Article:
Abstract Syntax Tree (AST) Infrastructure in Problem Solving Research
Joseph M. Scandura
Both top-down and bottom-up approaches to problem solving face major hurdles in converting theory to working technology. Top-down efforts must do a better job of converting high-level conceptualizations into working systems. Working systems often bear an indirect and non-exclusive relationship to the theories that motivated them. Bottom-up methods need the reverse – insuring that working systems accurately reflect coherent abstractions.
This article shows how Structural Learning Theory (SLT) generally and Abstract Syntax Trees (ASTs) specifically provide a rigorous, systematic way to bridge the gap. SLT puts the focus on higher order knowledge (SLT rules), a universal goal-switching control mechanism and a systematic method for structural (cognitive task) analysis for identifying higher (and lower) order SLT rules. ASTs make it possible to represent declarative (structural) and procedural knowledge simultaneously at ALL levels of expertise (i.e., knowledge).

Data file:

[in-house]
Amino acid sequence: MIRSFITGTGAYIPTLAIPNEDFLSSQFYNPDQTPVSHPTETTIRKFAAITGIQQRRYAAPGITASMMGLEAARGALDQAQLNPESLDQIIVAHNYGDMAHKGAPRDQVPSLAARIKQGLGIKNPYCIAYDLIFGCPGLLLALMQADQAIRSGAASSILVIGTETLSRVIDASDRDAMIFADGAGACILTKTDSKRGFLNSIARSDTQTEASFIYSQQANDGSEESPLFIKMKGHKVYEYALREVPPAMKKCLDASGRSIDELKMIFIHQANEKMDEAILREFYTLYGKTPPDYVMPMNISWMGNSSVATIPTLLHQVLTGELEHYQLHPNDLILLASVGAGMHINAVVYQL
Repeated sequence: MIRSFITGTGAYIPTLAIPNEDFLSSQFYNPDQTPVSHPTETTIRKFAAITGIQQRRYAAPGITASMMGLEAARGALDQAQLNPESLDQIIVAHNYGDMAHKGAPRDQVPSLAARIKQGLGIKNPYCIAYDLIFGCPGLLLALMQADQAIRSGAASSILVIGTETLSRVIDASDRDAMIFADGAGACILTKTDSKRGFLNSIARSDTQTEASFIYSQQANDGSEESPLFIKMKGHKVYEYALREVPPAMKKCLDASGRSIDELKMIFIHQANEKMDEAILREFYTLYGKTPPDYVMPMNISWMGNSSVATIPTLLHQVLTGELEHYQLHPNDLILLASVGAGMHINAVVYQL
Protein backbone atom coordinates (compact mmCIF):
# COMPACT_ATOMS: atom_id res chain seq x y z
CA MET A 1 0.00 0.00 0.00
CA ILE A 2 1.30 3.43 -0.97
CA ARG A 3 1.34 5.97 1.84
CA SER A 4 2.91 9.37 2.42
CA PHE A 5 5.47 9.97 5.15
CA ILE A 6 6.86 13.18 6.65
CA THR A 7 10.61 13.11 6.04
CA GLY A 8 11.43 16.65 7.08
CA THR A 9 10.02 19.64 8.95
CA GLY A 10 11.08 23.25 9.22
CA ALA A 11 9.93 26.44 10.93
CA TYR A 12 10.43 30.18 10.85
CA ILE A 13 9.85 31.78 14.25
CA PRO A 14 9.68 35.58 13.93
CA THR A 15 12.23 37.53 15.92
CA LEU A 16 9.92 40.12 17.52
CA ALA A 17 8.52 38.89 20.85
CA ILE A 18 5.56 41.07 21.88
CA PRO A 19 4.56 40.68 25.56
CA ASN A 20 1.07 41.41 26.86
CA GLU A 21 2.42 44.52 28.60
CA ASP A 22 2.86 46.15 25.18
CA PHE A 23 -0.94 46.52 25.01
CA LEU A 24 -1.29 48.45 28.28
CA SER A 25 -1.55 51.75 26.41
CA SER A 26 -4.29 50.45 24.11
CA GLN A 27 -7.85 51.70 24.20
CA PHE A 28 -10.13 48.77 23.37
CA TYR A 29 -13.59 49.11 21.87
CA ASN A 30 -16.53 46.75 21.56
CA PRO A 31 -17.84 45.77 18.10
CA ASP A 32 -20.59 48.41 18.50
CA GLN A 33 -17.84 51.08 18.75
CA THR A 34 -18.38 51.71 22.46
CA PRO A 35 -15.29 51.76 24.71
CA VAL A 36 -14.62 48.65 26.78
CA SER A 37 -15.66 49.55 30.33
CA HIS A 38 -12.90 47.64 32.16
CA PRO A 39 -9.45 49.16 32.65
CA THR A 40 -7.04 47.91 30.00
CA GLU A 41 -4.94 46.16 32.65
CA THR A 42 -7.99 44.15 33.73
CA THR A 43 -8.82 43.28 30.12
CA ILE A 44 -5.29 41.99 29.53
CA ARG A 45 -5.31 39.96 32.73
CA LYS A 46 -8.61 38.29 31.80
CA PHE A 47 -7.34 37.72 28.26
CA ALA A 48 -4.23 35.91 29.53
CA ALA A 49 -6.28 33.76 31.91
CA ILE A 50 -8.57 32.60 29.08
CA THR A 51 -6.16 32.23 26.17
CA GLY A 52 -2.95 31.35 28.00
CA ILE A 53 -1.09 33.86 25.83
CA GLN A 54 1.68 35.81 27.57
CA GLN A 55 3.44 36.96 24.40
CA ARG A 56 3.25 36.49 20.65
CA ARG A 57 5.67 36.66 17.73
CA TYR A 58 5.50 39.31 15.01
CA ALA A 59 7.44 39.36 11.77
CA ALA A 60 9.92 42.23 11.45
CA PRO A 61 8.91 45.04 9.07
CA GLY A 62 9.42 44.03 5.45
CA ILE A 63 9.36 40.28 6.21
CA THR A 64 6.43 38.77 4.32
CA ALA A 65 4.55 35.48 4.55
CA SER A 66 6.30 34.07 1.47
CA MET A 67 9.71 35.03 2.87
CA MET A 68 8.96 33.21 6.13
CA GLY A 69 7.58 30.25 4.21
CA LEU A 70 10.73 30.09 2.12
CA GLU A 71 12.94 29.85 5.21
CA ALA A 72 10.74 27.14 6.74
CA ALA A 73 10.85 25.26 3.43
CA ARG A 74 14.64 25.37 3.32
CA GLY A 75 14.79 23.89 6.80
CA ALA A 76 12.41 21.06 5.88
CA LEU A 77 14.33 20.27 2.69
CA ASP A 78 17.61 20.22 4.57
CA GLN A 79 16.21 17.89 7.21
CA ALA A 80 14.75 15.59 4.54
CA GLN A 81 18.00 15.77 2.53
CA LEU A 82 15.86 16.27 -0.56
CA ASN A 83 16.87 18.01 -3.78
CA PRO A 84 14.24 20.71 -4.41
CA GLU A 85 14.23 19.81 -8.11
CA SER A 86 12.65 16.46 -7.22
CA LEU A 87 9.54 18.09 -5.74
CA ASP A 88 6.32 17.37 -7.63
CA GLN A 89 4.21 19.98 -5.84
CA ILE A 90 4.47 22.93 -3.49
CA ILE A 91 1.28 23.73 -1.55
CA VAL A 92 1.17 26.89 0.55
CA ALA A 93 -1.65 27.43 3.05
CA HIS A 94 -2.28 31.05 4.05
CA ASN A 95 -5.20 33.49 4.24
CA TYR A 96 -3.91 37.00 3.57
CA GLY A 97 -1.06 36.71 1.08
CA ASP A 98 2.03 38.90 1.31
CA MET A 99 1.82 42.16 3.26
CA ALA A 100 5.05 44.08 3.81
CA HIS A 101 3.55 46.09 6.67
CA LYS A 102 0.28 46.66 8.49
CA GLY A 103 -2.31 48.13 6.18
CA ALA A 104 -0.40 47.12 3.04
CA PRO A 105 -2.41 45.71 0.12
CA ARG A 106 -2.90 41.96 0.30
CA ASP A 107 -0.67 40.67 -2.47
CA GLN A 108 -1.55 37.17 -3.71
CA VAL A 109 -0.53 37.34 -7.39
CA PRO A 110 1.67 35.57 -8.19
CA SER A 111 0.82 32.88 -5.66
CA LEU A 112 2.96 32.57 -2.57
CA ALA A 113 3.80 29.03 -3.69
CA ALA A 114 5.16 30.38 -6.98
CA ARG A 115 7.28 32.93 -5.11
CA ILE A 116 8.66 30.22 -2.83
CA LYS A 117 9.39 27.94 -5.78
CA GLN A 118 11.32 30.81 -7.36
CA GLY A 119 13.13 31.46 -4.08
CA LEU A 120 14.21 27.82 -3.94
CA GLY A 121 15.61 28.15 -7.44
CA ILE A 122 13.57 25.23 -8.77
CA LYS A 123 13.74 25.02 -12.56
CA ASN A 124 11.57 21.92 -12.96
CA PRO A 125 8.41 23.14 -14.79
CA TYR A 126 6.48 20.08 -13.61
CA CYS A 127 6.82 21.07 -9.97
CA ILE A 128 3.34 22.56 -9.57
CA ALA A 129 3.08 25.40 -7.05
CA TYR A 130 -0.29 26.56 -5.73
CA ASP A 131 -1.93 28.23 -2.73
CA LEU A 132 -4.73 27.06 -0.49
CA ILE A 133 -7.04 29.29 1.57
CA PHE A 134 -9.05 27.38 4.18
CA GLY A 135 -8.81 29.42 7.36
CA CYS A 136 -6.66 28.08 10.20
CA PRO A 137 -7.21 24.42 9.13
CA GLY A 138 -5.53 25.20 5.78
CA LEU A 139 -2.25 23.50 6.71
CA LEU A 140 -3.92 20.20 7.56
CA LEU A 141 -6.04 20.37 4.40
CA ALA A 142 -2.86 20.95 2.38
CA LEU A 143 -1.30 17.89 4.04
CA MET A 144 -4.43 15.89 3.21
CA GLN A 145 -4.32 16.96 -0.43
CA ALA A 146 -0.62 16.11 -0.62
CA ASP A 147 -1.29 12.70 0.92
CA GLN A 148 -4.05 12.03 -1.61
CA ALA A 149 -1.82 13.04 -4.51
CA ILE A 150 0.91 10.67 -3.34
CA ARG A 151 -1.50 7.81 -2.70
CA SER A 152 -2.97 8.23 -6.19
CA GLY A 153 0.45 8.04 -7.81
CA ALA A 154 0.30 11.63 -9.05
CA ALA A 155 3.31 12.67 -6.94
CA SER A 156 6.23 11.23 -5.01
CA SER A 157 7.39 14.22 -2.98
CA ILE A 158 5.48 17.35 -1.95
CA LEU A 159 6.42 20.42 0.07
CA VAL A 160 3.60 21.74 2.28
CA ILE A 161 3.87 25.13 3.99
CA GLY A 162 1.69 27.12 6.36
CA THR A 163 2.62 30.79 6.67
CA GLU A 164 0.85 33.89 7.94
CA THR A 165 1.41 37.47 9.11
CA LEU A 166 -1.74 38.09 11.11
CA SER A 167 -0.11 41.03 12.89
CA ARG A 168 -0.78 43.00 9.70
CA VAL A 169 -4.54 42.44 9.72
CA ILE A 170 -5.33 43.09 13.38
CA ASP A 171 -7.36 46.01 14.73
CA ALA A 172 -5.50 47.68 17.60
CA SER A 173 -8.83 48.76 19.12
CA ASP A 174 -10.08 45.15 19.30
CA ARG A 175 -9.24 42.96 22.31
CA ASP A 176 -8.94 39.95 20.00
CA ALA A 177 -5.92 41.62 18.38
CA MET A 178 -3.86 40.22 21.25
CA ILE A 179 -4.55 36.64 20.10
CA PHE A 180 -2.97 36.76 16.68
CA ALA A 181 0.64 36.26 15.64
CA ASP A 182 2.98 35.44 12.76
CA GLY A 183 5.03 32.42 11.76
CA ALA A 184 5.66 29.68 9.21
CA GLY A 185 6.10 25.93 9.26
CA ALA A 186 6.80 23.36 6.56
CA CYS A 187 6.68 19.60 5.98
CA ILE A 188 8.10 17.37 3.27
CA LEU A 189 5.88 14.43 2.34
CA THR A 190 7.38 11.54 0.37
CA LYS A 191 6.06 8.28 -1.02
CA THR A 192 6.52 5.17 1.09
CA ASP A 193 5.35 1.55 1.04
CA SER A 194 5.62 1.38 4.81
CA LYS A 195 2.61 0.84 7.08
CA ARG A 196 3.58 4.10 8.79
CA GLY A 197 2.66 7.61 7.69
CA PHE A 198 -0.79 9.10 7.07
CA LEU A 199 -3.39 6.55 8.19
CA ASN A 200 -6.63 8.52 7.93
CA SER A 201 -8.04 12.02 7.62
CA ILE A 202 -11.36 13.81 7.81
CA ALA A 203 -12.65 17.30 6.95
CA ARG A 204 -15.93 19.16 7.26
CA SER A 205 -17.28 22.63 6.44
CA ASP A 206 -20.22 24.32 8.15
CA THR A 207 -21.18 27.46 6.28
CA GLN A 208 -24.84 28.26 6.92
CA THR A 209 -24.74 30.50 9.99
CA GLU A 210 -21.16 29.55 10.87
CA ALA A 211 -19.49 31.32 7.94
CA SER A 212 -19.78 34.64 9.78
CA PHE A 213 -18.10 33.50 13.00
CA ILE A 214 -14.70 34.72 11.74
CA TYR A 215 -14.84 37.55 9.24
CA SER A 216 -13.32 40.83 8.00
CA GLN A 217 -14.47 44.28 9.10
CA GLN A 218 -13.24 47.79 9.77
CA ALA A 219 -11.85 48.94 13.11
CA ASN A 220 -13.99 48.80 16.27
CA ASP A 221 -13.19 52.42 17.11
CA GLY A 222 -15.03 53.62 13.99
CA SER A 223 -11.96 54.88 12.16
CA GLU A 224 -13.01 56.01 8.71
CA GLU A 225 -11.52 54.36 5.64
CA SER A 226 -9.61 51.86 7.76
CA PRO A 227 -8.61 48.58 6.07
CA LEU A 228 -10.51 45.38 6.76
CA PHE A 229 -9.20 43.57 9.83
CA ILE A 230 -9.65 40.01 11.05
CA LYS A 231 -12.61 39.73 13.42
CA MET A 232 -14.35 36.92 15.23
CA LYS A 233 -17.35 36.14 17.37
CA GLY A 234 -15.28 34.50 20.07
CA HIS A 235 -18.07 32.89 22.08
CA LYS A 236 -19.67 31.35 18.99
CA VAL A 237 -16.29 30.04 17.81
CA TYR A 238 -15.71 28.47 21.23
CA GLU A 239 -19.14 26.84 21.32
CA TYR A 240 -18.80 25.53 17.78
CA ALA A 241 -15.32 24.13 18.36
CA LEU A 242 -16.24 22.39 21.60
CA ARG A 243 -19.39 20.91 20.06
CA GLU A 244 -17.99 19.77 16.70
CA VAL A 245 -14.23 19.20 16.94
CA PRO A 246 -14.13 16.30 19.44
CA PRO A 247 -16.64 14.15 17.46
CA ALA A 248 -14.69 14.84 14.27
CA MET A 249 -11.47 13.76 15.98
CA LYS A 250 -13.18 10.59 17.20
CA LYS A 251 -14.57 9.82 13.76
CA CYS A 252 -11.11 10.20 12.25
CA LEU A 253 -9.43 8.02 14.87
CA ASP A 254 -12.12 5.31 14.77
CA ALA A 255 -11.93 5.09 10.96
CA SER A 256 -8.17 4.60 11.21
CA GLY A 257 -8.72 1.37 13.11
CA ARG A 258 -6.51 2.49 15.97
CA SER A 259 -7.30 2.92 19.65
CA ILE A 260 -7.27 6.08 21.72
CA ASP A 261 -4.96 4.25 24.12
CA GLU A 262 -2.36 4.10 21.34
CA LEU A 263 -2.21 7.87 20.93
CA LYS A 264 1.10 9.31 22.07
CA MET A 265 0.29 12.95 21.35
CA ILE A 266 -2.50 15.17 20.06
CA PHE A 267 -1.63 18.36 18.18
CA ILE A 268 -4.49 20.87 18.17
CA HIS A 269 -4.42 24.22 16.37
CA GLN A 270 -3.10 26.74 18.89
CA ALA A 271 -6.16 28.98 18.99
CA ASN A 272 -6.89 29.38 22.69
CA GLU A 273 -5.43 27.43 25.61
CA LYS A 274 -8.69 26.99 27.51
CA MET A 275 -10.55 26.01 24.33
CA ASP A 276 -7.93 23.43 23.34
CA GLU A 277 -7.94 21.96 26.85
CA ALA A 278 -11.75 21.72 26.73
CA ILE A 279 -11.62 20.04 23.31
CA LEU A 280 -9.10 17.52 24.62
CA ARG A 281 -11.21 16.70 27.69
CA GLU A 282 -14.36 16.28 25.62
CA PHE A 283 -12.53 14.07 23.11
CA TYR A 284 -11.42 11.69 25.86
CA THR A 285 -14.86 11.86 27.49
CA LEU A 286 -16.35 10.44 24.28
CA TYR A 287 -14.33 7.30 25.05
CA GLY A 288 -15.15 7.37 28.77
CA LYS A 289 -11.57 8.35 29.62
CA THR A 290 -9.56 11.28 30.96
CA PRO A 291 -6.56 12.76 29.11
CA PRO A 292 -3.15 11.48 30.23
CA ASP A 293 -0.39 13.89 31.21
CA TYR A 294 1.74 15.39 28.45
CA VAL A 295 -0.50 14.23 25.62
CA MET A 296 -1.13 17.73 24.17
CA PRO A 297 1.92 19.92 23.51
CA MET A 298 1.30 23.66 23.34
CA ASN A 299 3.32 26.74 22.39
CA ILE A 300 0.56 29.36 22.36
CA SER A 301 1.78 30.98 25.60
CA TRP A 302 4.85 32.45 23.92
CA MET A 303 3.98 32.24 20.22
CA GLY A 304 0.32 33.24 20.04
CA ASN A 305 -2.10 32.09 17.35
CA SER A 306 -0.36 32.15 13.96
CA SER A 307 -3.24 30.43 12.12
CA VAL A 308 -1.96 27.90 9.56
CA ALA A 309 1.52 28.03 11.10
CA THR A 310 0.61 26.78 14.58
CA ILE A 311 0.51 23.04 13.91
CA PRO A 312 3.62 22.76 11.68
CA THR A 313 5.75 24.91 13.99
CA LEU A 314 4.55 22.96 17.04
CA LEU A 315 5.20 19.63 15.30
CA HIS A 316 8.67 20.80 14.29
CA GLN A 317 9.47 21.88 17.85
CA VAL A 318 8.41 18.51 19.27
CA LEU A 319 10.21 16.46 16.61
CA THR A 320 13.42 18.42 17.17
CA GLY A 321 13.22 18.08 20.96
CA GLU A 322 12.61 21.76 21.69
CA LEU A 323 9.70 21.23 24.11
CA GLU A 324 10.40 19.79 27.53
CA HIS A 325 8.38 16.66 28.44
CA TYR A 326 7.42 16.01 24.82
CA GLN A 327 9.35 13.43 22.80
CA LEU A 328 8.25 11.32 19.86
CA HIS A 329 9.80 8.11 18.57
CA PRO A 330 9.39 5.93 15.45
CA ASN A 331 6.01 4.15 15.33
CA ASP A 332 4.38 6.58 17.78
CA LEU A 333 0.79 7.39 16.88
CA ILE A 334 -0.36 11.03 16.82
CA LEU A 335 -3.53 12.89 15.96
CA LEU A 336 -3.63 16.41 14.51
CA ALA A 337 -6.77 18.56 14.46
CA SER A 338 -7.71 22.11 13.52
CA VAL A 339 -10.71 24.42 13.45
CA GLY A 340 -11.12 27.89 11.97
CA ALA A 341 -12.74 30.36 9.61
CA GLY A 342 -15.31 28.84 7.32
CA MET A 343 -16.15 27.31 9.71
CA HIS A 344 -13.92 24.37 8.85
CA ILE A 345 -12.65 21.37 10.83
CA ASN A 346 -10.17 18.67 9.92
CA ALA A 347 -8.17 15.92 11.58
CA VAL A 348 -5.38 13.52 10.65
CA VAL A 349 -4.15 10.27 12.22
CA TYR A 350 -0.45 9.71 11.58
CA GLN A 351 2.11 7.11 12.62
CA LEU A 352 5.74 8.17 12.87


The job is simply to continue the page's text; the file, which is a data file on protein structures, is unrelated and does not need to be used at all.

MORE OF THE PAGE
The article concludes with implications of SLT and ASTs for research highlighted in this issue. A key question is the extent to which preanalysis of content domains would eliminate ambiguity and increase the precision with which one can predict behavior. Arbitrary irreducible relations, for example, can be refined systematically, and introducing higher order AST-based rules can dramatically reduce the number of nodes required in any given representation.